Huh? I don't see anything remotely resembling that here at all. It looks like a very confused judge who didn't seem to care that the remedy the gov't sought would completely decimate the privacy of 400,000 users.

      That's not the rule of law at all.

       

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    Wolfy, Oct 2nd, 2013 @ 6:36pm

    I'm sure Mr. Levison could use your donations to his legal defense fund...

     

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    Anonymous Coward, Oct 2nd, 2013 @ 8:56pm

    So to sum up, it's non-targetted, it would intercept *all* Lavabit users. 'Probable cause' doesn't have any meaning in that instance.

    They also wanted to do it in a way that would let them not just read emails but also write fake emails. i.e. write fake untraceable evidence, since emails can and are used as evidence.

    "accomplish the installation and use of the pen/trap device"

    They've also substituted a 'device' for the request for data. So instead of the data being handed over in a way that a court can verify (and Lavabit can verify in its role as guardian of the data), a black box is added with an unverifiable promise that it only does legal stuff and grabs nothing else. The leaks show these devices go far beyond their legal remit.

    The judge, a non-techie, trusts the badge, without understanding the issue.

    "“He’s had every opportunity to propose solutions to come up with ways to address his concerns and he simply hasn’t.”"

    *He* should address HIS concerns? What some sort of self arguing?

    "“It filters everything, and at the back end of the filter, we get what we’re required to get under the order....No one looks at that, no one stores it, no one has access to it."

    Liar. It splits the data into filtered and unfiltered. The filter is made available to the FBI agent, the unfiltered+filtered is stored in the NSA giant database aka 'lockbox'. General 'collect it all' collects it all. We got that from the leaks.

    But the key to me is, IT LETS THEM FAKE COMMUNICATIONS. He would be handing over a key that would let the NSA make fake & send emails, impersonating any Lavabit user with an audit trail that would pass forensic investigation. I assume that was the intention when they didn't just want Lavabit's email, they wanted the ability to put a device in with Lavabits own SSL keys.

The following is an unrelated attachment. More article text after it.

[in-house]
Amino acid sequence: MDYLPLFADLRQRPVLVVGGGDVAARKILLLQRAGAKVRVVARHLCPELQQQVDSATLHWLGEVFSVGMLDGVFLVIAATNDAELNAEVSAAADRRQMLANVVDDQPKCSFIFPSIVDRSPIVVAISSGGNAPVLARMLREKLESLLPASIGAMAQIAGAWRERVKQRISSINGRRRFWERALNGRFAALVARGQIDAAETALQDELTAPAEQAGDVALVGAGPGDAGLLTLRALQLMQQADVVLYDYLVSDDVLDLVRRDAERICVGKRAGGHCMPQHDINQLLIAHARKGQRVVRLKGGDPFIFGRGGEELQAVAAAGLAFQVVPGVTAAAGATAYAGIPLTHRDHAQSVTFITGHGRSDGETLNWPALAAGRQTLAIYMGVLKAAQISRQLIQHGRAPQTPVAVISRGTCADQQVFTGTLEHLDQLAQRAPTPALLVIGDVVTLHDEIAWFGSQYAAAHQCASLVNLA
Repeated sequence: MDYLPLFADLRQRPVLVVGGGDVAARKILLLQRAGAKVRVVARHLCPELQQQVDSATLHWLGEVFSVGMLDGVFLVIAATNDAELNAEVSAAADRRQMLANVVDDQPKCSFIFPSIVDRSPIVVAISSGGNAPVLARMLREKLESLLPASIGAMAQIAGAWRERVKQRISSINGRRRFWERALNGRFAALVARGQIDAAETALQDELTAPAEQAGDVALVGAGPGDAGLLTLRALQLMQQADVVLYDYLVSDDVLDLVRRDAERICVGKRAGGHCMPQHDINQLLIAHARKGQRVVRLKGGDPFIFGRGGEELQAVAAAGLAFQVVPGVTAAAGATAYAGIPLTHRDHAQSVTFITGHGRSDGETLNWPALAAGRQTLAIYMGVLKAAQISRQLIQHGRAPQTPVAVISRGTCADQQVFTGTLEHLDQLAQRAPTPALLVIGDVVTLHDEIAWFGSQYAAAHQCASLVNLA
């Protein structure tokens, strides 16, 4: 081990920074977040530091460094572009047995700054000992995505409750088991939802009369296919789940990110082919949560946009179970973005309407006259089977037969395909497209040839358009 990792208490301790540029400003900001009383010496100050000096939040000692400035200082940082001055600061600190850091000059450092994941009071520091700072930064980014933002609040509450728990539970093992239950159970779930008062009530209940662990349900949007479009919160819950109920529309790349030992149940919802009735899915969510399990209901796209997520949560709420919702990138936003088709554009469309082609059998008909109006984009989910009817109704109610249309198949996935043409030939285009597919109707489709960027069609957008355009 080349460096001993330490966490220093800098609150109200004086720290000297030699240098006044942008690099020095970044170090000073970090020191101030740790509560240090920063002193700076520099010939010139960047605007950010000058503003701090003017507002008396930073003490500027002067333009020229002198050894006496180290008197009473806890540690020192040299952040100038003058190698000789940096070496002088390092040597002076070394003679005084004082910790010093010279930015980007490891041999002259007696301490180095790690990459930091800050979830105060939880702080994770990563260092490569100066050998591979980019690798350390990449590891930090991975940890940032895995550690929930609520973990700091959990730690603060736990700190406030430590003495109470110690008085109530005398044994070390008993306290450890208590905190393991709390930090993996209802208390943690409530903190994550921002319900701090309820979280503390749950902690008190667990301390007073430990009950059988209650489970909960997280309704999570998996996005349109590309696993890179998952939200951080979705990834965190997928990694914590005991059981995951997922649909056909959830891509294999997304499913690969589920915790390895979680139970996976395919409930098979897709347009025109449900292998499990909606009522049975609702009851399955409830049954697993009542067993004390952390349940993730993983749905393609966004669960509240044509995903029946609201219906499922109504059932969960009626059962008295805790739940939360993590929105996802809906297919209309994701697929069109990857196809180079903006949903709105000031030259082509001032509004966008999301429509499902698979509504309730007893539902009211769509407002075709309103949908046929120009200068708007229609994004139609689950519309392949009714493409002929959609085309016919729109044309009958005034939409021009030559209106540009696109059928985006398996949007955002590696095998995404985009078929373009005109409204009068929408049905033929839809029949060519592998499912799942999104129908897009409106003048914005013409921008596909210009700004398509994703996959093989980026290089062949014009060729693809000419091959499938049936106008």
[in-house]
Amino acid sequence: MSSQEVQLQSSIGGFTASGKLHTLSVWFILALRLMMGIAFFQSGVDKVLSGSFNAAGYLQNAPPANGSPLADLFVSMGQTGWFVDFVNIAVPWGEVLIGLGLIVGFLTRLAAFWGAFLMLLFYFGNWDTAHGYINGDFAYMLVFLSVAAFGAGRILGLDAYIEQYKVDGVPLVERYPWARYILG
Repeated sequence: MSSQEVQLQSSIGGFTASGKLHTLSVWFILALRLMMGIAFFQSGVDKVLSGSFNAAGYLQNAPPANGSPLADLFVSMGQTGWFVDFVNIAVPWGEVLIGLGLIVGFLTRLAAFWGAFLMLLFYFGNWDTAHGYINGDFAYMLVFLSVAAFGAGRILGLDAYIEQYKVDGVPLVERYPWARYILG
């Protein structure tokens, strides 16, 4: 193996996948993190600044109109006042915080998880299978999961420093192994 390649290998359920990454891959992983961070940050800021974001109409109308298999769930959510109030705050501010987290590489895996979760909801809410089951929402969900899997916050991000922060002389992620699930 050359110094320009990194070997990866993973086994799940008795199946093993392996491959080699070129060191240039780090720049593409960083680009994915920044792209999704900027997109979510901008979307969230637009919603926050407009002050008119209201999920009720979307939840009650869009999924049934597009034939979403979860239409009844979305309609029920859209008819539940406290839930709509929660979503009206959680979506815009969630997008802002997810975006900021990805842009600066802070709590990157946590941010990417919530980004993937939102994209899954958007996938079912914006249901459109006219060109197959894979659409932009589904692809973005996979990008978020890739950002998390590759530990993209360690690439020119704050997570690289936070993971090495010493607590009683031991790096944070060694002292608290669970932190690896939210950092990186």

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      Marak, Oct 2nd, 2013 @ 9:49pm

      Response to: Anonymous Coward on Oct 2nd, 2013 @ 8:56pm

      Thats a bloody good point you make.

      Why not ask for access to decrypted emails instead of asking for the ability to pretend to be the user?

       

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        Anonymous Coward, Oct 2nd, 2013 @ 11:16pm

        Re: Response to: Anonymous Coward on Oct 2nd, 2013 @ 8:56pm

        Because that doesn't account for the rampant data theft that the US Government (through the NSA) wants.

         

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    Ninja (profile), Oct 3rd, 2013 @ 3:43am

    Closing down was the ethic decision. The guy surely made several fans. And now he's going activist. Talk about unintended consequences ;)

     

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    Anonymous Coward, Oct 3rd, 2013 @ 5:28am

    hero

    lavabit is right ! government has gone to far and people need jail time for crimes they are committing against americans avg joes not terrorists

     

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    Kent Henry, Oct 15th, 2013 @ 7:58am

    $5k fine

    I'm curious as to the justification for the fine. I mean, isn't that important?

    If it is legal, what the hell kind of law allows for that. "Tell us WHATEVER we want or else we fine you, because I'm a judge and f*** you"